New Study Differentiating The A From The B Properties
The seniors housing and care acquisition market appears to have taken a bit of a vacation, or at least that is what many market participants have come to believe.  “Where are all the deals?” they ask. “Where are the high-quality properties that we saw last year?” they want to know. The transactional volume is certainly lower than a year ago, but not as low as most people have come to believe.  Of publicly announced deals, we have recorded 76 acquisitions in the first half of 2012, and this compares to 84 in the first half of 2011, representing just under a 10% drop, or nothing to get your knickers in a knot over.  But the second quarter was relatively slow, posting just 35 announced acquisitions, or a 22% drop from the year-ago quarter and a 15% drop from the first quarter of this year.
What everyone seems to be noticing is the lack of excitement, and by “excitement” we are talking about the large, transformative deals that make a statement either in size, valuation or cap rate, and sometimes all three. In the first half of 2011, the dollar value of the publicly announced acquisitions was about $14.1 billion, most of that coming from a half dozen acquisitions by REITs.  In the first half of this year,that number has declined by 75% to just over $3.5 billion.  However, if the five largest REIT acquisitions in the first quarter of 2011 are removed from the totals, the first half of 2011 had just $2.3 billion, demonstrating that the two periods have not been all that different. It is highly unlikely that during the remainder of the year we will see transaction volume pick up enough to even approach last year’s $16.4 billion of announced acquisitions in our market, let alone get half way there, unless “Big Deb” decides she wants to consume another competitor.  While always possible, the Vegas odds-makers give it a small probability for this year, but there is no comment on 2013.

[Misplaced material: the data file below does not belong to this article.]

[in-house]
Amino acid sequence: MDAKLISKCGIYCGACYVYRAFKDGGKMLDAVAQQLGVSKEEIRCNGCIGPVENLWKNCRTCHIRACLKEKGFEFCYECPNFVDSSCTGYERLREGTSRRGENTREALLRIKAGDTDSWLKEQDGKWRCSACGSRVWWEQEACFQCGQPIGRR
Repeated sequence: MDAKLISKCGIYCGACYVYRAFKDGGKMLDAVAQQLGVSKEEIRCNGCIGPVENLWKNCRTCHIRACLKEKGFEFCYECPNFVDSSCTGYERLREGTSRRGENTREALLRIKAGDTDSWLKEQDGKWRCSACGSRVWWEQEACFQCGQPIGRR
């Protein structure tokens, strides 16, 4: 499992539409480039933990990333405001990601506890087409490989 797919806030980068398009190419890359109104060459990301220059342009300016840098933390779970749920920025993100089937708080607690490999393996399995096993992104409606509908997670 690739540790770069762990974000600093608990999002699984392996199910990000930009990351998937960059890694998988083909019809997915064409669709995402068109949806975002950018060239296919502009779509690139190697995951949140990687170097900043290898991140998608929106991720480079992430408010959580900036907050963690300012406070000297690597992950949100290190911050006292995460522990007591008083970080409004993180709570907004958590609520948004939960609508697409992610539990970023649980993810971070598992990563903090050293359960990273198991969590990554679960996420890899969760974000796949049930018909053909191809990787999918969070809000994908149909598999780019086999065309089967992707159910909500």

So, to answer the first question above, the deals have been in front of you, but they may have been too small to notice or not of a high enough quality to interest you.  And as for the rest of the year, we expect the third quarter to be average to slow, but by the fourth quarter we anticipate more activity than we have seen in many years as uncertainty will drive the desire to sell.  With a better than even chance that capital gains tax rates will increase next year, and sellers knowing that interest rates for buyers are at historic lows, it is almost a win-win as sellers can command high values, especially for quality properties (more on that in a minute), and with historic low capital gains tax rates, they can put the proceeds under the mattress and wait until government inflation-indexed bonds (known as TIPS) start to provide a positive return. While we do not know of any mega-deals coming along in the fourth quarter, the transactions mostly will be single assets and small portfolios with a cross section along the quality spectrum, but not as many high-quality properties as the market wants. 
And this leads us to the second question, “Where are the high-quality properties?”  The simple answer is that if those owners missed the boat in 2006 to 2007, they didn’t want to repeat the mistake and have already taken advantage of the current strong market and the perhaps unprecedented demand for quality.  The bottom line is that most of them have already sold or teamed up with REITs in sale/leasebacks or RIDEA sale/manageback transactions.  Obviously, there are still owners of high-quality assets out there, but if they didn’t sell five years ago, and haven’t sold in this market with the threat of capital gains tax rates rising………………Want to read more? Click here for a free trial to The SeniorCare Investor and download the current issue today